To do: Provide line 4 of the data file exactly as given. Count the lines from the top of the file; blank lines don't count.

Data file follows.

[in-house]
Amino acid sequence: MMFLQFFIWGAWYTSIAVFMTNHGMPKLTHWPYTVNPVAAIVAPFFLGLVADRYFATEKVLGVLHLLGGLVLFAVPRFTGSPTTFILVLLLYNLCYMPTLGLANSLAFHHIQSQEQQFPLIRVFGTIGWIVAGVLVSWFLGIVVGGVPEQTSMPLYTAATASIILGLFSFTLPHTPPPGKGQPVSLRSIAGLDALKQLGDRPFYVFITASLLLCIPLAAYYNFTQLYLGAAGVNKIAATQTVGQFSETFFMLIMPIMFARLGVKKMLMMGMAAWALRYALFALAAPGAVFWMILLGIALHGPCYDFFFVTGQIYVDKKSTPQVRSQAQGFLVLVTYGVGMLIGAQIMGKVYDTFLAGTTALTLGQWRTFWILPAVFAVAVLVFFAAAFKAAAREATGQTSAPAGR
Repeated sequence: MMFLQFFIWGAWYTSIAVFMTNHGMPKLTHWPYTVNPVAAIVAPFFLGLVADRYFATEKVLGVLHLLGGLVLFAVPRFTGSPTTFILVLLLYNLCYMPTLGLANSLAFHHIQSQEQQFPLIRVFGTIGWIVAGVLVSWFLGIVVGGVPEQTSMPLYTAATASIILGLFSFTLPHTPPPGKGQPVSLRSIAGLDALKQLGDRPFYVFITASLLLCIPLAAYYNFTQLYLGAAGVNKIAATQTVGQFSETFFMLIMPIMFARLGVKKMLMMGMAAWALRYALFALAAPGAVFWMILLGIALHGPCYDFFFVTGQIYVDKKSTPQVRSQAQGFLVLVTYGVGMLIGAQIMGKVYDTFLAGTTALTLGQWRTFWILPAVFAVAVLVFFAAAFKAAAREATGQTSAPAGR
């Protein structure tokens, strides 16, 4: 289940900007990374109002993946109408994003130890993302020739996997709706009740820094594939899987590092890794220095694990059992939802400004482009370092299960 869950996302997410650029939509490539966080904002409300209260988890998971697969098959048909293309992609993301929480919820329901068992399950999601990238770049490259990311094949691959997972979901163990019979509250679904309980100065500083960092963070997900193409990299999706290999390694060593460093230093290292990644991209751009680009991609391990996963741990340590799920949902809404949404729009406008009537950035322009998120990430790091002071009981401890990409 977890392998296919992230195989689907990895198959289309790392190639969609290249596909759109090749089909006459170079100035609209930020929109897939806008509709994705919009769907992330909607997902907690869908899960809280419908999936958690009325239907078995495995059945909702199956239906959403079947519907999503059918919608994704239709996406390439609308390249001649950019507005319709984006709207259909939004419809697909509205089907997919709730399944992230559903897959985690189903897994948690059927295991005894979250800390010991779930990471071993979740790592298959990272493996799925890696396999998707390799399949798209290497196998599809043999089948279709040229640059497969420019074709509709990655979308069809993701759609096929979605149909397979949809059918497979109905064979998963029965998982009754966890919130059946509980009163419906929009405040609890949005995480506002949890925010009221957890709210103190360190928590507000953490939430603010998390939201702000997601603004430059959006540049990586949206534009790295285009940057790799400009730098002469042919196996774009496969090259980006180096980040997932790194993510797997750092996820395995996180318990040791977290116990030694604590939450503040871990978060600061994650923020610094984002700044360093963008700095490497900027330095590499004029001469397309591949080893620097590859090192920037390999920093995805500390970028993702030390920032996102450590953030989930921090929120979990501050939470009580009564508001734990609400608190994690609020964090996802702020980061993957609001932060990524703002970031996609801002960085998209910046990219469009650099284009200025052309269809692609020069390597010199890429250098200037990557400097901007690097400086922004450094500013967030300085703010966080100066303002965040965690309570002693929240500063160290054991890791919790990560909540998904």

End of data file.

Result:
């Protein structure tokens, strides 16, 4: 289940900007990374109002993946109408994003130890993302020739996997709706009740820094594939899987590092890794220095694990059992939802400004482009370092299960 869950996302997410650029939509490539966080904002409300209260988890998971697969098959048909293309992609993301929480919820329901068992399950999601990238770049490259990311094949691959997972979901163990019979509250679904309980100065500083960092963070997900193409990299999706290999390694060593460093230093290292990644991209751009680009991609391990996963741990340590799920949902809404949404729009406008009537950035322009998120990430790091002071009981401890990409 977890392998296919992230195989689907990895198959289309790392190639969609290249596909759109090749089909006459170079100035609209930020929109897939806008509709994705919009769907992330909607997902907690869908899960809280419908999936958690009325239907078995495995059945909702199956239906959403079947519907999503059918919608994704239709996406390439609308390249001649950019507005319709984006709207259909939004419809697909509205089907997919709730399944992230559903897959985690189903897994948690059927295991005894979250800390010991779930990471071993979740790592298959990272493996799925890696396999998707390799399949798209290497196998599809043999089948279709040229640059497969420019074709509709990655979308069809993701759609096929979605149909397979949809059918497979109905064979998963029965998982009754966890919130059946509980009163419906929009405040609890949005995480506002949890925010009221957890709210103190360190928590507000953490939430603010998390939201702000997601603004430059959006540049990586949206534009790295285009940057790799400009730098002469042919196996774009496969090259980006180096980040997932790194993510797997750092996820395995996180318990040791977290116990030694604590939450503040871990978060600061994650923020610094984002700044360093963008700095490497900027330095590499004029001469397309591949080893620097590859090192920037390999920093995805500390970028993702030390920032996102450590953030989930921090929120979990501050939470009580009564508001734990609400608190994690609020964090996802702020980061993957609001932060990524703002970031996609801002960085998209910046990219469009650099284009200025052309269809692609020069390597010199890429250098200037990557400097901007690097400086922004450094500013967030300085703010966080100066303002965040965690309570002693929240500063160290054991890791919790990560909540998904």